The Smashers of the Imperial Guard are human-like aliens using Exospex to grant themselves powers. For a long time, Vril-Rokk was the Smasher of the Guard, but since his death at the hands of Vulcan, his legacy has passed to Isabel Kane, the granddaughter of the legendary Captain Terror. She became the first human member of the Imperial Guard in the history of the Shi'ar Empire. Smasher first appeared in 2013, the newest incarnation of the Imperial Guardsman Smasher. She fought alongside the Avengers during the Incursion events, which caused all of reality to crumble and ushered in the new Secret Wars. She has now rejoined the Shi'ar Imperial Guard and, more recently, she and her team defeated Thanos. Smasher is super strong, has the ability of flight, and penta vision. Penta vision allows for powerful laser like blasts from Smasher’s eyes. She initially began as one of forty three sub-guardians but was recently promoted to a Superguardian.
Number 8: Green Lantern
One of the most famous sci-fi superheroes is Green Lantern. Green Lantern, like Smasher, is not a single hero, however, but a mantle that has been passed from brave individual to brave individual. There are a huge number of Green Lanterns, throughout space, and several on earth alone. Jessica Cruz, for example, is a member of the Green Lantern Corps, the first female ring bearer of Earth. Her first appearance was in 2014, and her path to becoming green Lantern was long and complex. She is later sent to space to train with the Green Lantern Corps and is under the orders of Guy Gardner who just pushes her around and berates her until she has had enough and attacks him.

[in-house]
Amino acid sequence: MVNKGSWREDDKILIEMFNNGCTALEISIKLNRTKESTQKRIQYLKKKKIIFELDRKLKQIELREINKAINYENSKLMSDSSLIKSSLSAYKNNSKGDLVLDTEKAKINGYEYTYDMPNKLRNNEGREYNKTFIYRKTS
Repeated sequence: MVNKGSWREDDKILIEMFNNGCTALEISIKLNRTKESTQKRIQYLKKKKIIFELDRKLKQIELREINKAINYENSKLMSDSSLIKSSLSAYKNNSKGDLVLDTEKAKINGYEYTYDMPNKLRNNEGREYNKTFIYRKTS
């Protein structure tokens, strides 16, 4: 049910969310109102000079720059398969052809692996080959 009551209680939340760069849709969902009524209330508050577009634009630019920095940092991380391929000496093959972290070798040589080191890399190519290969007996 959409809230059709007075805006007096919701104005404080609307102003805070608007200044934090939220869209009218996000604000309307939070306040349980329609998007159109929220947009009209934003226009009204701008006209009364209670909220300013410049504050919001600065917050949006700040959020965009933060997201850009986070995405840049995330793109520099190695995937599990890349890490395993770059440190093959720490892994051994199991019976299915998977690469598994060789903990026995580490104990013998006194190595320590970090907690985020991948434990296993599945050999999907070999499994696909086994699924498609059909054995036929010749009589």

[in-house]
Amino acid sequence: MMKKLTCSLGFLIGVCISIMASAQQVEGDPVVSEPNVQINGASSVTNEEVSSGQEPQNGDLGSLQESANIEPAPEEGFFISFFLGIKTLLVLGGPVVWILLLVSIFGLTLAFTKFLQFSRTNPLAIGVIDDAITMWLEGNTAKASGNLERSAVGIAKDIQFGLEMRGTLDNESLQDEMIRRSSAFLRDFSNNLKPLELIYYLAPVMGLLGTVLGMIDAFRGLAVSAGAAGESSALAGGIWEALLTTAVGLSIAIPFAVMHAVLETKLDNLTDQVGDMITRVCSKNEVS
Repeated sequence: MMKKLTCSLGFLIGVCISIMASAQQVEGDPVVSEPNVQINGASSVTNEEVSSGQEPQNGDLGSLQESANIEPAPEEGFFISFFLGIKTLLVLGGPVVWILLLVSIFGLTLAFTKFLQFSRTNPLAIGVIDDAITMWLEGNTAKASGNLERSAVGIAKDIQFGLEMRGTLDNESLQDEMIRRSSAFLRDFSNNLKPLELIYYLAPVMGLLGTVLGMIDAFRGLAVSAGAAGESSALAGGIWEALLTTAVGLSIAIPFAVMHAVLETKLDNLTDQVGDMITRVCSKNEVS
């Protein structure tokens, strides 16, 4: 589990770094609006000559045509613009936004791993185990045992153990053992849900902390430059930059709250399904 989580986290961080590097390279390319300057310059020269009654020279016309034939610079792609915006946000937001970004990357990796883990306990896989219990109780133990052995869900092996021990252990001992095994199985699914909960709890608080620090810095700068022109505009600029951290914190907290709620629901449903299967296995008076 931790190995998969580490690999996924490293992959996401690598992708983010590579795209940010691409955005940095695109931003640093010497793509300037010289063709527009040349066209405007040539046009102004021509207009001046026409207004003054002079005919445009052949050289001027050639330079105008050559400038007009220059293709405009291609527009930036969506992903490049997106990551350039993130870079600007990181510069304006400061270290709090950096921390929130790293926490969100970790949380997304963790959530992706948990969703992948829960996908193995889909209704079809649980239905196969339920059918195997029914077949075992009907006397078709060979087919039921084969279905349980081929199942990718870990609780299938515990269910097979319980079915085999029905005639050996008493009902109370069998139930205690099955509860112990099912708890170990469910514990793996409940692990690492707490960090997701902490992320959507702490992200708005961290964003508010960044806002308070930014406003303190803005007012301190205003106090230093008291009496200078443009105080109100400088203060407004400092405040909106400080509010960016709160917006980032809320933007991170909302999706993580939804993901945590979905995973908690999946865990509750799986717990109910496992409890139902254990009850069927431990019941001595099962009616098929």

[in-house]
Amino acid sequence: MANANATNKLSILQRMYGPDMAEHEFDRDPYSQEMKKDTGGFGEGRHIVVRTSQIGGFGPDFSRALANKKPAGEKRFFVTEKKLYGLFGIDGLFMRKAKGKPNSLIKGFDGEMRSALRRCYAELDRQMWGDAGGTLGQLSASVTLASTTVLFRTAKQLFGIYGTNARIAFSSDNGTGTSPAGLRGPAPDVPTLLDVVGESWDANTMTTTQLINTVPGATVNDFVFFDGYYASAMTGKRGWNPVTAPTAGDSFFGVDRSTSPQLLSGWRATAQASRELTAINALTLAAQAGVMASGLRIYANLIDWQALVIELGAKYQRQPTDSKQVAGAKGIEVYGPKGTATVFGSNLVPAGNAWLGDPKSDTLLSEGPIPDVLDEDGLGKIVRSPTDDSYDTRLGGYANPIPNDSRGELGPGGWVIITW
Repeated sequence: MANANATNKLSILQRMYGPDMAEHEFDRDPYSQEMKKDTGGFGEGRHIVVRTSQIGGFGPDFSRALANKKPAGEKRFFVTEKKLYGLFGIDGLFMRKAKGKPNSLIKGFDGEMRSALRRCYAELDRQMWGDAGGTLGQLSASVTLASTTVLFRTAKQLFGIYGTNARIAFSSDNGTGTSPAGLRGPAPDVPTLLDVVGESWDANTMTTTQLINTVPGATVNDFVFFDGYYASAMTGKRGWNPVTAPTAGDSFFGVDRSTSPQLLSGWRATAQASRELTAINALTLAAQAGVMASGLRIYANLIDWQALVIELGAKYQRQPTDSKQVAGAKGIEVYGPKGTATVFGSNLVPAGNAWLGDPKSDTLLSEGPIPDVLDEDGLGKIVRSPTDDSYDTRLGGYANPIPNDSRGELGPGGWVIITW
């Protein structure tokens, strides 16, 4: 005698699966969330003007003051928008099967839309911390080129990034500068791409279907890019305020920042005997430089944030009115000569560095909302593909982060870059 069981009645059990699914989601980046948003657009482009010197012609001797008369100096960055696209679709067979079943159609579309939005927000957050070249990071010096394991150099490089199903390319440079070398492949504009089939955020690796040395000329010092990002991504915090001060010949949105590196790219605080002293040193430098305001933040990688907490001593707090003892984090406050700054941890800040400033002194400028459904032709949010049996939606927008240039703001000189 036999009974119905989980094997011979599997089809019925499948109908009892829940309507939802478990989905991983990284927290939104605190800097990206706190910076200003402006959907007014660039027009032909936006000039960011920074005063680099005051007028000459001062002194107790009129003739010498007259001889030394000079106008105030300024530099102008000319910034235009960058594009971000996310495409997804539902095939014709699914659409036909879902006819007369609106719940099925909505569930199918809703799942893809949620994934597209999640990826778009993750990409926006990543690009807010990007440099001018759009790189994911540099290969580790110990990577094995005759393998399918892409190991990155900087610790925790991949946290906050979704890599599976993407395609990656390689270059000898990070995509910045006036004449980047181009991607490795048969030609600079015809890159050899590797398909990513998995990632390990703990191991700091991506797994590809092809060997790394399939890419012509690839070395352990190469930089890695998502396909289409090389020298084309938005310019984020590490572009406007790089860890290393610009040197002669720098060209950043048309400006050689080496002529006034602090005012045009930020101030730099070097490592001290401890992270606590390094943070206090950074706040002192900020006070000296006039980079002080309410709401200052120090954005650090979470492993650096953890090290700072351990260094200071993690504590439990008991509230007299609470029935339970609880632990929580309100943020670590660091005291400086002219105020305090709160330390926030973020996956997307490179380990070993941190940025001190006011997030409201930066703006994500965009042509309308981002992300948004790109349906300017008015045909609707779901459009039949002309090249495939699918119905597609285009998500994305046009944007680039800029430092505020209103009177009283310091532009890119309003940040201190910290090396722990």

Dan Dare appeared in the Eagle comic from 1950 to 1967. The Eagle had scale models of spaceships, and models in costume as reference for the artists. Scientific plausibility was important, and a young Arthur C. Clarke was a science and plot adviser. The concept then was that he would be the British equivalent of Buck Rogers. Dan Dare returned in new strips in 2000 AD, continuing from in 1977 until 1979 and it was here that he evolved into a superhero. He gained a glove called the cosmic claw that gave him an energy blast power, and his clothes became a tight outfit with primary colors and a starburst logo. He became a real sci-fi superhero whose adventures took place in space.
Number 6: Gamora